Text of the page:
Well, that’s what we do! One of the things we uncovered was Michael’s concern about his industry and fluctuating income. Being an executive and businessman, numbers matter to him, and not knowing the numbers keeps him up at night. We were able to show him a “base plan,” which is essentially a picture of his current financial status extended over his lifetime. Once his base plan was established, and this is the exciting part, we were able to build in various scenarios, good and bad, to model years where income might be more sporadic. We were able to show him how we could create strategies to layer on top of these scenarios to make up for the dips in his income. We ended up creating an emergency fund with cash and short-term investments to provide 3–5 years of cash flow to cover his lifestyle in the case that his industry had a few rough years. He loved being able to see the graphical depiction of his finances extending through his lifetime and even more so how and where we would draw from his portfolio, if needed. From there, we were able to make confident recommendations on how to diversify the rest of his portfolio, balancing risk and reward, to accomplish his other goals of providing for his kids, his future grandkids, traveling, and even dating again!
How did you determine what investment allocation would help him achieve his goals?
When determining any client’s allocation, we always start with the three tenets of our investment philosophy: risk management, true diversification, and cash flow. During the financial planning process, we found out that he already had some real estate exposure. He had an affinity for tangible assets that he believed would appreciate more steadily than the market. That brought us back to our initial discussion with him around his values and being overwhelmed with the burden of control he had. As a firm, we agree with him around utilizing real estate as a growth asset, but we shared with him how we could offer him geographically diverse real estate exposure through equity and lending funds that would free him from the burdens of being a landlord, being responsible for collecting rents and maintenance, or even thinking about when and how to sell.
We were able to add further diversification through providing private lending strategies with consistent cash flow, gold as a hedge against inflation, and some alternative credit solutions. We created tax efficiencies within the portfolio by placing income-generating assets in the defined benefit plan. Overall, we are confident in the allocation we came up with. Michael recognized that we matched his investments to his financial plan, and that by lowering his correlation to the equity markets, he would not be completely subjected to the whims of those markets. You could see the sense of relief on Michael’s face when we presented this to him and he could see how we thought about his wealth from so many different angles.
Beyond the initial cash flow planning and investment strategy, what does partnering with Michael look like today?
We’re still in the beginning stages of our relationship with Michael. He has been a client for about a year now, fully invested for about six months after patiently dollar cost averaging into some equities. We did this to be strategic and mindful of the tax consequences of taking over management of some of his taxable accounts. He enjoys that he has access to his Morton Capital portal, where he can check on the status of his accounts and access our market commentaries or see client webinars on our website. He also likes that he has the ability to review private investment recommendations directly and that we don’t have a cookie-cutter approach to investments where everyone just owns the same thing. We call this our “farm-to-table” investment approach. We’re always looking at new opportunities or “what’s in season.” Our investment team allocates a significant amount of time to due diligence to ensure what we “pick” accomplishes the goals we have for each of our clients.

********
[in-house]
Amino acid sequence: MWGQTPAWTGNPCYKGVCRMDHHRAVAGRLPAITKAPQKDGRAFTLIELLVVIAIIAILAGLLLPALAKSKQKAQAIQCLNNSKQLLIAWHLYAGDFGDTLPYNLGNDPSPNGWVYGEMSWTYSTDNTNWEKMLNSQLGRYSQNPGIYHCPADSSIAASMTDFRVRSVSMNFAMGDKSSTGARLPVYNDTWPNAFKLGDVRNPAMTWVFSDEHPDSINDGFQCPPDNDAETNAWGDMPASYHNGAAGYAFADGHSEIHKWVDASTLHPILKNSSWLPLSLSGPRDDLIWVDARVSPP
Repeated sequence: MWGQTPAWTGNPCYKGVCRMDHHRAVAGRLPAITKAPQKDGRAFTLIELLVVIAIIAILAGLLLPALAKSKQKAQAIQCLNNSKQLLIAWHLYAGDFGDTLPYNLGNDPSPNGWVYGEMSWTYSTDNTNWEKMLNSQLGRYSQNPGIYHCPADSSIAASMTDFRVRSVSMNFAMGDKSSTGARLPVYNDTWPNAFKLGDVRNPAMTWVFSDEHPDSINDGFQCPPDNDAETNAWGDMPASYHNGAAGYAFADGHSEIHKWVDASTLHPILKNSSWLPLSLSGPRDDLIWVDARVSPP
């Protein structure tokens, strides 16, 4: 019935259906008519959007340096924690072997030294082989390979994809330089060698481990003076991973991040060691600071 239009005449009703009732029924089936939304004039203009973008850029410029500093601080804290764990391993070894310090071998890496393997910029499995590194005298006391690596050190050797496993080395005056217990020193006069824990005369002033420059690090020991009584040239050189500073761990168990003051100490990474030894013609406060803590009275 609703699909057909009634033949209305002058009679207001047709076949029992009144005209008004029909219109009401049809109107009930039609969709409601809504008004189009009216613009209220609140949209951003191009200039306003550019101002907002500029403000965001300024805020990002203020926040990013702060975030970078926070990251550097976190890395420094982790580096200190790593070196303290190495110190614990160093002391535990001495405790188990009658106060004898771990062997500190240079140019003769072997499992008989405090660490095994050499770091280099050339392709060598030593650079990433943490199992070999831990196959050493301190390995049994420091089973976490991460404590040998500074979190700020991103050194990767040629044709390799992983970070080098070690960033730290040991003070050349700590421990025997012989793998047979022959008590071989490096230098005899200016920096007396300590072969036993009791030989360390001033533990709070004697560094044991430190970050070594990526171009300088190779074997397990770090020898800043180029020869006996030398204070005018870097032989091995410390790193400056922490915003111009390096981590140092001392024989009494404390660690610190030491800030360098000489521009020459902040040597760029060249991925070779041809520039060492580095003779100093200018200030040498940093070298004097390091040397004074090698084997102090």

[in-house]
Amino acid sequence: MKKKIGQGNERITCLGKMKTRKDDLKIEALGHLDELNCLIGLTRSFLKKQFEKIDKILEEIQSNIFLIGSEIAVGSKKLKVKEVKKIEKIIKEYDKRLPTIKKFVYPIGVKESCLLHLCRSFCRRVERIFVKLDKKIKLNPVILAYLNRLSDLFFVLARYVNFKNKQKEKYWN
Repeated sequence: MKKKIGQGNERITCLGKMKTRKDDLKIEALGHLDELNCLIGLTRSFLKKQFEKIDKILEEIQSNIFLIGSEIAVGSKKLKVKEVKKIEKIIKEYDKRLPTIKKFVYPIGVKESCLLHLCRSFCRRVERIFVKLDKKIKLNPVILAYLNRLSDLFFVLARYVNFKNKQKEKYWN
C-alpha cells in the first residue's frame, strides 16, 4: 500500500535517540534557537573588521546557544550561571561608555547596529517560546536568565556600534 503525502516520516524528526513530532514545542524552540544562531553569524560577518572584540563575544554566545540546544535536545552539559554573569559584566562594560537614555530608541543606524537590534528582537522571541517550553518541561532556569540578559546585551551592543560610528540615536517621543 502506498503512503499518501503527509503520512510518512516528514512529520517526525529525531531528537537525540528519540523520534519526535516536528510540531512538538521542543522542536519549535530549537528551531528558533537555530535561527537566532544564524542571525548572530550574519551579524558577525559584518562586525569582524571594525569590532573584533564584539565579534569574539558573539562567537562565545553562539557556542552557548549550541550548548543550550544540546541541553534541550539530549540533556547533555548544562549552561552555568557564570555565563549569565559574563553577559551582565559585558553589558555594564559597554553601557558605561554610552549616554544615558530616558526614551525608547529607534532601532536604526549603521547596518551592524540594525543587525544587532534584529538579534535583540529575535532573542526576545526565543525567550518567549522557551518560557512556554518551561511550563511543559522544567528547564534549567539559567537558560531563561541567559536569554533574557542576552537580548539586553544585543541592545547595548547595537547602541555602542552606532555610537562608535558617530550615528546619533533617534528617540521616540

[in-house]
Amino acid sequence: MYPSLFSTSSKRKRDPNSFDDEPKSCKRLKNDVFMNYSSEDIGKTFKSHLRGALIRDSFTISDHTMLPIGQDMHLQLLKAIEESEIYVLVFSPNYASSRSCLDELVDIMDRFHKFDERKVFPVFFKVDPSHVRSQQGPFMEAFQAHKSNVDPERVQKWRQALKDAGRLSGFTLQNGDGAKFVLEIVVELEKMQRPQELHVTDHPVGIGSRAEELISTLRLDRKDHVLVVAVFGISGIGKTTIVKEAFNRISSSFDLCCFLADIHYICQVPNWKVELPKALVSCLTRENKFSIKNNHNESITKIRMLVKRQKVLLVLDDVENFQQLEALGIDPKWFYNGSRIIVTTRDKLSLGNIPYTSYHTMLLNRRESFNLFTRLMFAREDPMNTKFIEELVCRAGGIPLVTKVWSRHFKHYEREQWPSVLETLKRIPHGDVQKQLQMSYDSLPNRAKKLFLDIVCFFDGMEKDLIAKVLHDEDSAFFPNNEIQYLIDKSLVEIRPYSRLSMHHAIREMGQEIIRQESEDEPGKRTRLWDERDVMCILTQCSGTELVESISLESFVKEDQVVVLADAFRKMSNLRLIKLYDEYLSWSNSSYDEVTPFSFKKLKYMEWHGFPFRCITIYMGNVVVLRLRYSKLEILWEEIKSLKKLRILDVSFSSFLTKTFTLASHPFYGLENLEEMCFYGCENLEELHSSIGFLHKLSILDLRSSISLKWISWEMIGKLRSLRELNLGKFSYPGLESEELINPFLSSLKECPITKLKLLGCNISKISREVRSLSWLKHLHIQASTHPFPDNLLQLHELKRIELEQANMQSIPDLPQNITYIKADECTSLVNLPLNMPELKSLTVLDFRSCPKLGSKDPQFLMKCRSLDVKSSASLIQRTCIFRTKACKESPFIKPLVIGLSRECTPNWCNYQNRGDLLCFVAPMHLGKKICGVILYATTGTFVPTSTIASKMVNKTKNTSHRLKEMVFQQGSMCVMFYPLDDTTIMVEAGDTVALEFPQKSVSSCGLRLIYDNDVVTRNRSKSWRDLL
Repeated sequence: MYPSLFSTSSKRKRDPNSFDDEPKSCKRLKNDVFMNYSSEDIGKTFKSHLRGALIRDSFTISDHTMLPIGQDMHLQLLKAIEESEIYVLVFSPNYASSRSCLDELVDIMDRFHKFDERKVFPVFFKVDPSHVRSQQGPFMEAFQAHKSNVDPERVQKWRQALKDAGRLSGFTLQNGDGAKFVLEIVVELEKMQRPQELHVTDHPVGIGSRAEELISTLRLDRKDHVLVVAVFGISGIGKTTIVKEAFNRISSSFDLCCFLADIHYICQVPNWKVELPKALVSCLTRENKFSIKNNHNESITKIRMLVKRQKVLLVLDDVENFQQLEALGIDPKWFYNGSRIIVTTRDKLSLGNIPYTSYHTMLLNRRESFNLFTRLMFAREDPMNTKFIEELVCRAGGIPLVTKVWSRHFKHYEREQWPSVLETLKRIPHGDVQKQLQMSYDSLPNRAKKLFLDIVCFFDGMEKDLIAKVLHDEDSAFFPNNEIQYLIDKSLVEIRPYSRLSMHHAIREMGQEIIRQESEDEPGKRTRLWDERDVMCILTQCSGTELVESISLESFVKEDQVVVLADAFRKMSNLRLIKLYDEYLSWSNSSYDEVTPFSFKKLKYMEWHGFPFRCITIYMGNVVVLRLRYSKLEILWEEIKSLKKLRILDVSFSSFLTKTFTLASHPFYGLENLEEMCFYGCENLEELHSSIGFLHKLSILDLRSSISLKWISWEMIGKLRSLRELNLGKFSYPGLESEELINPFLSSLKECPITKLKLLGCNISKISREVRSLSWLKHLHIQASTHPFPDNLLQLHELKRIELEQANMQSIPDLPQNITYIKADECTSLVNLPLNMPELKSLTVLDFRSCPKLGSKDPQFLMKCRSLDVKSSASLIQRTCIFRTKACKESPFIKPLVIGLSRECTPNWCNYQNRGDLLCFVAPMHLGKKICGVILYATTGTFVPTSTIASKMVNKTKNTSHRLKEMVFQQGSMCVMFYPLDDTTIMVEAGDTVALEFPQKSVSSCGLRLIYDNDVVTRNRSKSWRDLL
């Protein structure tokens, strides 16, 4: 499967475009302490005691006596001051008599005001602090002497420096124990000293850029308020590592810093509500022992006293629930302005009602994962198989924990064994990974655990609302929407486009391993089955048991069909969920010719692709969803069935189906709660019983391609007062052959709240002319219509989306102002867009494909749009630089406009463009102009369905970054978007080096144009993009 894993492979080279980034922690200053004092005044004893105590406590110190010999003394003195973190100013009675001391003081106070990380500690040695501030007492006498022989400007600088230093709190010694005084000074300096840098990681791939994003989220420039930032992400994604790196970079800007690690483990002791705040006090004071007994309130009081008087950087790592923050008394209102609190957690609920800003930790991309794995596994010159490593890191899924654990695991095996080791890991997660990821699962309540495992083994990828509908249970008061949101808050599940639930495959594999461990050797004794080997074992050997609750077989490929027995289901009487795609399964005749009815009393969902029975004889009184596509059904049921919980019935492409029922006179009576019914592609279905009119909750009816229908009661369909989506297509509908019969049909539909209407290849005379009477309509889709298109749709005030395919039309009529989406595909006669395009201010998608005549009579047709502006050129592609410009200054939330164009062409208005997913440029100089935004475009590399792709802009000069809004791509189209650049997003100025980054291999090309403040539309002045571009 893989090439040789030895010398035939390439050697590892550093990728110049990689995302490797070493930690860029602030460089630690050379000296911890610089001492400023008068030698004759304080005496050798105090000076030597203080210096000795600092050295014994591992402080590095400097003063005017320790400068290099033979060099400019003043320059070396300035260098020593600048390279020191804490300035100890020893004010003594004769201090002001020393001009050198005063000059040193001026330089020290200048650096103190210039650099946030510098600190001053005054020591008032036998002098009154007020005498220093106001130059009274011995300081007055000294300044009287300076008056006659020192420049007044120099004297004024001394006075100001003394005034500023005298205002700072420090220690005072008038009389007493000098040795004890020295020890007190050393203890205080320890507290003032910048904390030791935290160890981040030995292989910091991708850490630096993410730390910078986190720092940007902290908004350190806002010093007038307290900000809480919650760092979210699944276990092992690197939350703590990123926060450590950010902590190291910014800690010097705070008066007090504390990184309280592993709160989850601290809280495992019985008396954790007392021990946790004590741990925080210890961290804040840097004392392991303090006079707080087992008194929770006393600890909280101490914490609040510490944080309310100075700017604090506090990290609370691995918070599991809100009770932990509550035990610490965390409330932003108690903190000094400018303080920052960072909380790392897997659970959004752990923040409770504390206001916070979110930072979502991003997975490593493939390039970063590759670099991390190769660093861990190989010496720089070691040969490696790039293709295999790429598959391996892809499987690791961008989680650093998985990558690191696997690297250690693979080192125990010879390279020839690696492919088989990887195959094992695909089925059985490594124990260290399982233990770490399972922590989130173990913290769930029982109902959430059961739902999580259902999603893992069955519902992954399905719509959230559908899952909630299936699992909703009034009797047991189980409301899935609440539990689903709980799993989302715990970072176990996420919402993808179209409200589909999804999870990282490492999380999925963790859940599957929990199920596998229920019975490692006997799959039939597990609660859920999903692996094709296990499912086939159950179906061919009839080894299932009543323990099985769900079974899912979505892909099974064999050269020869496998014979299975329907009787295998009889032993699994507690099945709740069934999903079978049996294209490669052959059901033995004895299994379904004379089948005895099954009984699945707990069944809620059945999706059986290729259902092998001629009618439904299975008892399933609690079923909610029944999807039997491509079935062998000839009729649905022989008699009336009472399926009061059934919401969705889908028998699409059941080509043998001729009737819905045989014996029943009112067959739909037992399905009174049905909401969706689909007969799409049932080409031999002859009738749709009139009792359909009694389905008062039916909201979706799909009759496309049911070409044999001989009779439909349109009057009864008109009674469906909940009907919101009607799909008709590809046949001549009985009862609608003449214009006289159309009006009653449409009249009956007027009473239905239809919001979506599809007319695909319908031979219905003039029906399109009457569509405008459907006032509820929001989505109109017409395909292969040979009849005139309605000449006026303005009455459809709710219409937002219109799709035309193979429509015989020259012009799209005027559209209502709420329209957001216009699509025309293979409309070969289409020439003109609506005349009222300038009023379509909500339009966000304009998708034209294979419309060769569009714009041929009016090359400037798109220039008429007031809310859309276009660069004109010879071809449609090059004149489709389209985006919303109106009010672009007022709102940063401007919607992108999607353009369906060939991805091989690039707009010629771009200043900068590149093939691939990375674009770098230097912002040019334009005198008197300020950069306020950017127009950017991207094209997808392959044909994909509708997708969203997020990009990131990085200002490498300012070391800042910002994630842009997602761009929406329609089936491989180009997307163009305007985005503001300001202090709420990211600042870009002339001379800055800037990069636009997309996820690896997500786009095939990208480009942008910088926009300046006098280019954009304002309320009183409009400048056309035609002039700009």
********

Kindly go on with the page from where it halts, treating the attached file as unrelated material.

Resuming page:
What type of interaction can a client expect after becoming a part of the Morton Capital family?
Michael knows he can reach out to us anytime to model in a new scenario to his financial plan. He actually called me last week because his oldest son and daughter-in-law are expecting a baby! He wanted to see how helping with a down payment on a home for them would impact his financial plan. In his heart, he knew he could afford it, but he really wanted the peace of mind to see what long-term effect it might have on his plan. When reviewing scenarios like this, where you see an overall “cost” or “decrease” to the plan, I love highlighting that decisions like this are not really a value “lost,” but a value “transferred.” Rather than sitting there, crunching numbers on Excel spreadsheets and worrying about how $100k would affect him, he was able to spend that time looking at homes with his son. It’s moments like that, for me, that remind me that these plans really give people like Michael time that he didn’t know he was missing before. I love that he brought this to us, because it’s what we are here to do—to partner with our clients through all of life’s decisions and to celebrate life’s joys and excitement with them. In my opinion, this is how we truly help our clients get the most life out of their wealth.